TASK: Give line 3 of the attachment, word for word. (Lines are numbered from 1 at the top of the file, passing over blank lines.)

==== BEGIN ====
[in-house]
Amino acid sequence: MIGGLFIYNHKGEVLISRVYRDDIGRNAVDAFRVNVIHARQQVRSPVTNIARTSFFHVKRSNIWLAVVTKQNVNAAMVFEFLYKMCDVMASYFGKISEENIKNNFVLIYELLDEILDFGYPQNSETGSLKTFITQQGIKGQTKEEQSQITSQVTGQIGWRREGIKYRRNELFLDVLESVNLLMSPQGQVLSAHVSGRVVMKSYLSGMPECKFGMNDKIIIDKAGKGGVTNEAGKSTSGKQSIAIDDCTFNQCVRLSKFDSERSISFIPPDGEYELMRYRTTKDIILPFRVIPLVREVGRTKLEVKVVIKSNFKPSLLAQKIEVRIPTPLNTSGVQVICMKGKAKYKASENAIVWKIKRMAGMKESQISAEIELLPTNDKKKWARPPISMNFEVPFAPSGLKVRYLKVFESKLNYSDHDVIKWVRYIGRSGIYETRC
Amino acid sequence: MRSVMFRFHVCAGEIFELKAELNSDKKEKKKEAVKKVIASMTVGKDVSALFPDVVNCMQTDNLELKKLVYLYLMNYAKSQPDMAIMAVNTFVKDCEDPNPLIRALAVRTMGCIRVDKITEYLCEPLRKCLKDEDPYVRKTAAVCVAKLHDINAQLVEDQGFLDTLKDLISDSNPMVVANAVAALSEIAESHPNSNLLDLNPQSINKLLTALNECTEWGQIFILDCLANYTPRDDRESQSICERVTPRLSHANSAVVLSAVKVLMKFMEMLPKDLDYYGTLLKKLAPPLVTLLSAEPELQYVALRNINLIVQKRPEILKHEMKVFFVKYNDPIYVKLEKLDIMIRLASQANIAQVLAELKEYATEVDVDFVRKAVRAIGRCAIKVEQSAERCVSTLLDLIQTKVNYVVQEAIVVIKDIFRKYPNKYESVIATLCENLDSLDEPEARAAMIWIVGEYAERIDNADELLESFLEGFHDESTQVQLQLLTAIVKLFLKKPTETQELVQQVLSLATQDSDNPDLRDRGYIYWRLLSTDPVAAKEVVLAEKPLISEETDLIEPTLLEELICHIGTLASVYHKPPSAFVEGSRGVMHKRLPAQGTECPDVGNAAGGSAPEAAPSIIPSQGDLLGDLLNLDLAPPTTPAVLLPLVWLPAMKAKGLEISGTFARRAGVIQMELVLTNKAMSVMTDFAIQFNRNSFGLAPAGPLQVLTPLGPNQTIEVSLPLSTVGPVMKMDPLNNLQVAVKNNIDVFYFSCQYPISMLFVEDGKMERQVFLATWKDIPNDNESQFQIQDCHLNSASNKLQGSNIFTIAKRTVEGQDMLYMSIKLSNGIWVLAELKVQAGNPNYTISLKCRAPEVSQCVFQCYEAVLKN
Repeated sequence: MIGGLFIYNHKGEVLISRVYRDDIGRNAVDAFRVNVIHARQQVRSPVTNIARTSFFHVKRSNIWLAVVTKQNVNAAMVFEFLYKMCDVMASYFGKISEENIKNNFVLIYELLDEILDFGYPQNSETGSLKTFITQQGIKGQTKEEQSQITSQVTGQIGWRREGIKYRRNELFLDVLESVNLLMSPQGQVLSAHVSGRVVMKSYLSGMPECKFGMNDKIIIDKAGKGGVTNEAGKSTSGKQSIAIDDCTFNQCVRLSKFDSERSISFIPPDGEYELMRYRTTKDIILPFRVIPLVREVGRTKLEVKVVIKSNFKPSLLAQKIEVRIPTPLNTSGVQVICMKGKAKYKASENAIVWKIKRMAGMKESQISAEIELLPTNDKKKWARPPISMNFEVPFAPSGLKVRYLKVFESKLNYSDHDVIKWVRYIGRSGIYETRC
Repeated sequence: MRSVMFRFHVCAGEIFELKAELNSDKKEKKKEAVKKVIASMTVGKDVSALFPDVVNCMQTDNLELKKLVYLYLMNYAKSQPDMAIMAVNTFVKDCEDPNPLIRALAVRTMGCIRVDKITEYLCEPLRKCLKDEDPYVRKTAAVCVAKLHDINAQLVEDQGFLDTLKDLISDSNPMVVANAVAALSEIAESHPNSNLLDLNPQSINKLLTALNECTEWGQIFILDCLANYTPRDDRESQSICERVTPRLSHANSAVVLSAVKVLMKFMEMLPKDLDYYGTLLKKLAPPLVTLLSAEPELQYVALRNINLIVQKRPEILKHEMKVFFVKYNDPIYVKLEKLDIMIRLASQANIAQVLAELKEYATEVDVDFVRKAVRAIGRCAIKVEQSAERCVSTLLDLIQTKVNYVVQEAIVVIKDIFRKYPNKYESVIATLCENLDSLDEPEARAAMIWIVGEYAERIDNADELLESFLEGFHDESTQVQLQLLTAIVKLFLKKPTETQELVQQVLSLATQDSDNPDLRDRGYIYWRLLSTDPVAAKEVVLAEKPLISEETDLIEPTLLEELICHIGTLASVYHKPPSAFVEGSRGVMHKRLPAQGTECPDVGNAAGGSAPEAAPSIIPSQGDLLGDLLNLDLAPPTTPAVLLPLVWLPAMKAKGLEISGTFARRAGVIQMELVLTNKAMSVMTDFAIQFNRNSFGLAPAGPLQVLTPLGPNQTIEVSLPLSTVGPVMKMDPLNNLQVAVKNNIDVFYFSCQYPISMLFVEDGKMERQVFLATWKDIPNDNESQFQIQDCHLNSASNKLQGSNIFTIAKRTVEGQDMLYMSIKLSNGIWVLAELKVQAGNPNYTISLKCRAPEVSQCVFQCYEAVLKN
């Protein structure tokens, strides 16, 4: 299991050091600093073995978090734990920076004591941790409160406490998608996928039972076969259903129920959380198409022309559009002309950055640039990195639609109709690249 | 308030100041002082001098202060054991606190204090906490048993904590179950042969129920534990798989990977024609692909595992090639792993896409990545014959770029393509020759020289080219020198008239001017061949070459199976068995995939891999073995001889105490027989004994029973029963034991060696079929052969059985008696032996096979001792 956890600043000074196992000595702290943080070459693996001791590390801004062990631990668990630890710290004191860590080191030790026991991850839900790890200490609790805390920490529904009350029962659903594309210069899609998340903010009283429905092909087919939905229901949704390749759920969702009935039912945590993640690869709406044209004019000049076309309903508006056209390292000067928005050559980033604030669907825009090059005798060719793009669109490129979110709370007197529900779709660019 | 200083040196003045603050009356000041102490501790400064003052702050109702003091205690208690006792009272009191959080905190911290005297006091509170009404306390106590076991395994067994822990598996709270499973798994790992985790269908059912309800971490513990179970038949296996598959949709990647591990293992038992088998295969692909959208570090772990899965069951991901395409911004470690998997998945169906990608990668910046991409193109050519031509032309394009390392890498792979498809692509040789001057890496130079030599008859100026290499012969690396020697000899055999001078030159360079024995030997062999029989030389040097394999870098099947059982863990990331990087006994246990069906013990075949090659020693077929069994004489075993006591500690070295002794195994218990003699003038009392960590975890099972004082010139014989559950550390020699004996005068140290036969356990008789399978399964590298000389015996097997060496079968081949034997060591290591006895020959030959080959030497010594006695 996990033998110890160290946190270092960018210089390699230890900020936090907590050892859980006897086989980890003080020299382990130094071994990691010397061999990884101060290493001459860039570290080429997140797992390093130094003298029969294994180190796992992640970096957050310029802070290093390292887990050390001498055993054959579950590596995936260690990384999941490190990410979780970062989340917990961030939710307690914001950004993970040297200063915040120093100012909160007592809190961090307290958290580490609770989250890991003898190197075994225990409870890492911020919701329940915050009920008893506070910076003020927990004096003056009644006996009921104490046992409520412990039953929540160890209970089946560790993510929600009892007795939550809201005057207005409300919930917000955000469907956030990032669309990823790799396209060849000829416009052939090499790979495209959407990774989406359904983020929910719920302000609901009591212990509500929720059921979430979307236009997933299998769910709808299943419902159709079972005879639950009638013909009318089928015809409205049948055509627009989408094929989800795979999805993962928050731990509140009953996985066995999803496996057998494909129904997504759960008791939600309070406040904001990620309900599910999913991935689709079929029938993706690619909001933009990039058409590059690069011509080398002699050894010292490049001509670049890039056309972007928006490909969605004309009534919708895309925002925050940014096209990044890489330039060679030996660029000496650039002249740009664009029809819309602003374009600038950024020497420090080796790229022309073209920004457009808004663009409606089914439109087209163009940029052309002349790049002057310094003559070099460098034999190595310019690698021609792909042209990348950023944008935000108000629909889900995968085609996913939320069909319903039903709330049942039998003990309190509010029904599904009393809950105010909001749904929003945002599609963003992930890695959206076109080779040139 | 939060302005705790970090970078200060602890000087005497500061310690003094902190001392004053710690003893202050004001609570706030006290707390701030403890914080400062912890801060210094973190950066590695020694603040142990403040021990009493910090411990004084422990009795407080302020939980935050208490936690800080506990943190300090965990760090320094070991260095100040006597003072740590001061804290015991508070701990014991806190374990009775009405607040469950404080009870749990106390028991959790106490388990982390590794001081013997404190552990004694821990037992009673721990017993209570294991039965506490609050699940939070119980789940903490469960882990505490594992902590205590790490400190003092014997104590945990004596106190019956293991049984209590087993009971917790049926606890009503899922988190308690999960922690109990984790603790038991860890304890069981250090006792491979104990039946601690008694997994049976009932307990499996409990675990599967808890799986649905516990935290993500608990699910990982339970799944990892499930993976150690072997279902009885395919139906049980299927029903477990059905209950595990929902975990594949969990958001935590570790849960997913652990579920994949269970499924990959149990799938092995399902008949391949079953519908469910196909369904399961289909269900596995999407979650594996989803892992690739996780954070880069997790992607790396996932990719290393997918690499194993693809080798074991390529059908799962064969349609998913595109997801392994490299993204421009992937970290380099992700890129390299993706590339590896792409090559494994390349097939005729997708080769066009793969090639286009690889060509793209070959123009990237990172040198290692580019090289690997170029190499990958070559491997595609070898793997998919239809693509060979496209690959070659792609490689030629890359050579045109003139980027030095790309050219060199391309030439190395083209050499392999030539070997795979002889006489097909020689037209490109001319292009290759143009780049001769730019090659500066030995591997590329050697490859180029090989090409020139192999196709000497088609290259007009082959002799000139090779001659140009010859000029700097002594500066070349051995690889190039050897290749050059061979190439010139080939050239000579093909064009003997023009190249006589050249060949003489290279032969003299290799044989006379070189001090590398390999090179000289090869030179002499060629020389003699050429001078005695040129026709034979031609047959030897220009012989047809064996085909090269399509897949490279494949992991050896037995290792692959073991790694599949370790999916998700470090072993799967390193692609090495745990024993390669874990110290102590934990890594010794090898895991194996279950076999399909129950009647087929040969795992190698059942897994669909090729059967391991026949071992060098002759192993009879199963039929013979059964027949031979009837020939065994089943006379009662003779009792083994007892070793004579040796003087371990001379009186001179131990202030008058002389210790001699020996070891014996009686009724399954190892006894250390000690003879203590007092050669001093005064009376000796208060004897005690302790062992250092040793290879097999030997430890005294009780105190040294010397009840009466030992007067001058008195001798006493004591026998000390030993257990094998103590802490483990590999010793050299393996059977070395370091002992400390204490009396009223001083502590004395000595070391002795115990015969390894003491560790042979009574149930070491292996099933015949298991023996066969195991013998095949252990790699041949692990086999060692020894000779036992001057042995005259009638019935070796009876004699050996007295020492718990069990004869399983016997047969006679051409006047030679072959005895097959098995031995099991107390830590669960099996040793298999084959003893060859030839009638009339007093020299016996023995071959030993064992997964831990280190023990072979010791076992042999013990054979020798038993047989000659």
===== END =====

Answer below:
Amino acid sequence: MRSVMFRFHVCAGEIFELKAELNSDKKEKKKEAVKKVIASMTVGKDVSALFPDVVNCMQTDNLELKKLVYLYLMNYAKSQPDMAIMAVNTFVKDCEDPNPLIRALAVRTMGCIRVDKITEYLCEPLRKCLKDEDPYVRKTAAVCVAKLHDINAQLVEDQGFLDTLKDLISDSNPMVVANAVAALSEIAESHPNSNLLDLNPQSINKLLTALNECTEWGQIFILDCLANYTPRDDRESQSICERVTPRLSHANSAVVLSAVKVLMKFMEMLPKDLDYYGTLLKKLAPPLVTLLSAEPELQYVALRNINLIVQKRPEILKHEMKVFFVKYNDPIYVKLEKLDIMIRLASQANIAQVLAELKEYATEVDVDFVRKAVRAIGRCAIKVEQSAERCVSTLLDLIQTKVNYVVQEAIVVIKDIFRKYPNKYESVIATLCENLDSLDEPEARAAMIWIVGEYAERIDNADELLESFLEGFHDESTQVQLQLLTAIVKLFLKKPTETQELVQQVLSLATQDSDNPDLRDRGYIYWRLLSTDPVAAKEVVLAEKPLISEETDLIEPTLLEELICHIGTLASVYHKPPSAFVEGSRGVMHKRLPAQGTECPDVGNAAGGSAPEAAPSIIPSQGDLLGDLLNLDLAPPTTPAVLLPLVWLPAMKAKGLEISGTFARRAGVIQMELVLTNKAMSVMTDFAIQFNRNSFGLAPAGPLQVLTPLGPNQTIEVSLPLSTVGPVMKMDPLNNLQVAVKNNIDVFYFSCQYPISMLFVEDGKMERQVFLATWKDIPNDNESQFQIQDCHLNSASNKLQGSNIFTIAKRTVEGQDMLYMSIKLSNGIWVLAELKVQAGNPNYTISLKCRAPEVSQCVFQCYEAVLKN